Unrevealing Coin Weighings

In 2007 Alexander Shapovalov suggested a very interesting coin problem. Here is the kindergarten version:

You present 100 identical coins to a judge, who knows that among them are either one or two fake coins. All the real coins weigh the same and all the fake coins weigh the same, but the fake coins are lighter than the real ones.

You yourself know that there are exactly two fake coins and you know which ones they are. Can you use a balance scale to convince the judge that there are exactly two fake coins without revealing any information about any particular coin?

To solve this problem, divide the coins into two piles of 50 so that each pile contains exactly one fake coin. Put the piles in the different cups of the scale. The scale will balance, which means that you can’t have the total of exactly one fake coin. Moreover, this proves that each group contains exactly one fake coin. But for any particular coin, the judge won’t have a clue whether it is real or fake.

The puzzle is solved, and though you do not reveal any information about a particular coin, you still give out some information. I would like to introduce the notion of a revealing coefficient. The revealing coefficient is a portion of information you reveal, in addition to proving that there are exactly two fake coins. Before you weighed them all, any two coins out of 100 could have been the two fakes, so the number of equally probable possibilities was 100 choose 2, which is 5050 4950. After you’ve weighed them, it became clear that there was one fake in each pile, so the number of possibilities was reduced to 2500. The revealing coefficient shows the portion by which your possibilities have been reduced. In our case, it is (5050 − 2500)/5050 (4950-2500)/4950, slightly more less than one half.

Now that I’ve explained the kindergarten version, it’s time for you to try the elementary version. This problem is the same as above, except that this time you have 99 coins, instead of 100.

Hopefully you’ve finished that warm-up problem and we can move on to the original Shapovalov’s problem, which was designed for high schoolers.

A judge is presented with 100 coins that look the same, knowing that there are two or three fake coins among them. All the real coins weigh the same and all the fake coins weigh the same, but the fake coins are lighter than the real ones.

You yourself know that there are exactly three fake coins and you know which ones they are. Can you use a balance scale to convince the judge that there are exactly three fake coins, without revealing any information about any particular coin?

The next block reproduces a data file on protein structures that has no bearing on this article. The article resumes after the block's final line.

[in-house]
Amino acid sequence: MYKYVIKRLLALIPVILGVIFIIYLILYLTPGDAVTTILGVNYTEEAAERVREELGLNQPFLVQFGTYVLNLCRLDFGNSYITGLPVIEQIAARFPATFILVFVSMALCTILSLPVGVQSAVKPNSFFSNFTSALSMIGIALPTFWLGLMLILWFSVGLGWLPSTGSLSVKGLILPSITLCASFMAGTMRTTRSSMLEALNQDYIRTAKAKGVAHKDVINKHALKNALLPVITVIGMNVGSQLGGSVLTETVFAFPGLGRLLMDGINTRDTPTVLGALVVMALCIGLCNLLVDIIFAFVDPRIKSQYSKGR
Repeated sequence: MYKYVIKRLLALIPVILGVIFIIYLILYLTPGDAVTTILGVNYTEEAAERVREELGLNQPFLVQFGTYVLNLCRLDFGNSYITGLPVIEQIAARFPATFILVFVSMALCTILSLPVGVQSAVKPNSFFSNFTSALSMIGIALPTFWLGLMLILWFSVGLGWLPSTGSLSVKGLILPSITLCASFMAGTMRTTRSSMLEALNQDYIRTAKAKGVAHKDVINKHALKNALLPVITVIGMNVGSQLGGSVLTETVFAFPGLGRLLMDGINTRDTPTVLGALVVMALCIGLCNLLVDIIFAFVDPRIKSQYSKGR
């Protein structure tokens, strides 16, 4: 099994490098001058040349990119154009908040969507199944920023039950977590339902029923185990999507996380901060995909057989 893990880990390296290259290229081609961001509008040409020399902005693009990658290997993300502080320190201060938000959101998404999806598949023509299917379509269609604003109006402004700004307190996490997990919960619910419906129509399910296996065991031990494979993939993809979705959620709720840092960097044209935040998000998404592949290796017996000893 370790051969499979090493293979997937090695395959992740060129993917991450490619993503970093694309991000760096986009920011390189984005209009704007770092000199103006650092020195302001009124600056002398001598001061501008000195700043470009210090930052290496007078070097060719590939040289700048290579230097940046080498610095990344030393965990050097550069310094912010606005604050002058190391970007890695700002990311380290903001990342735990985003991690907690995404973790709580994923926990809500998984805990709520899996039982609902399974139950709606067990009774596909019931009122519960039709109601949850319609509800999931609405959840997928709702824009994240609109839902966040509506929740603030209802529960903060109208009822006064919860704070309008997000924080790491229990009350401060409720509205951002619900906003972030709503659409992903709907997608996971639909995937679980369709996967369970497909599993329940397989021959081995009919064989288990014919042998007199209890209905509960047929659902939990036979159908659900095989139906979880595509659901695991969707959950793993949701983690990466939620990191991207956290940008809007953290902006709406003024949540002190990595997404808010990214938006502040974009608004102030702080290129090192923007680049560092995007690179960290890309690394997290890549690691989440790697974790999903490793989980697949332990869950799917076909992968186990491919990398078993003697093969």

If you are lazy and do not want to solve this problem, but not too lazy to learn Russian, you can find several solutions to this problem in Russian in an essay by Konstantin Knop.

Your challenge is to solve the original Shapovalov puzzle, and for each solution to calculate the revealing coefficient. The best solution will be the one with the smallest revealing coefficient.

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16 Comments

  1. Mary:

    Very nice problem! My first attempt at a solution gives a revealing coefficient of about 78%.

    Put one genuine coin aside, then divide the remaining coins into three piles of 33, with each pile containing exactly one fake. Two pairwise weighings will demonstrate that three piles are equal in weight, which would not be possible if there were only two fakes. Before the weighing demonstration, there were 100 choose 3 or 161,700 possibilities for the fake coins. Afterwards, the number of possibilities is reduced to 33^3=35,937. So this yields a revealing coefficient of (161,700 – 35,937)/161,700 or a bit less than 78%.

    I’m sure there must be more clever ways to do this problem, so I will pose it to the Albany Area Math Circle and see what they can come up with.

    I like the notion of a “revealing coefficient.” Reading about it reminded me of learning about Shannon’s approach to measuring information in graduate school with Professor Kenneth Arrow decades ago. I vividly remember thinking that it was very exciting to have such a beautiful and concrete way to measure information as reduction in uncertainty.

    But the revealing coefficient is much more intuitive and easy to introduce to younger students than Shannon’s measure.

    I have never heard the term “revealing coefficient” used before. When I googled on it, I did not come up with any other examples of its use in an information theory context. But then again, I don’t read Russian. Is “revealing coefficient” a standard term in Russian mathematics? It’s a very nice notion!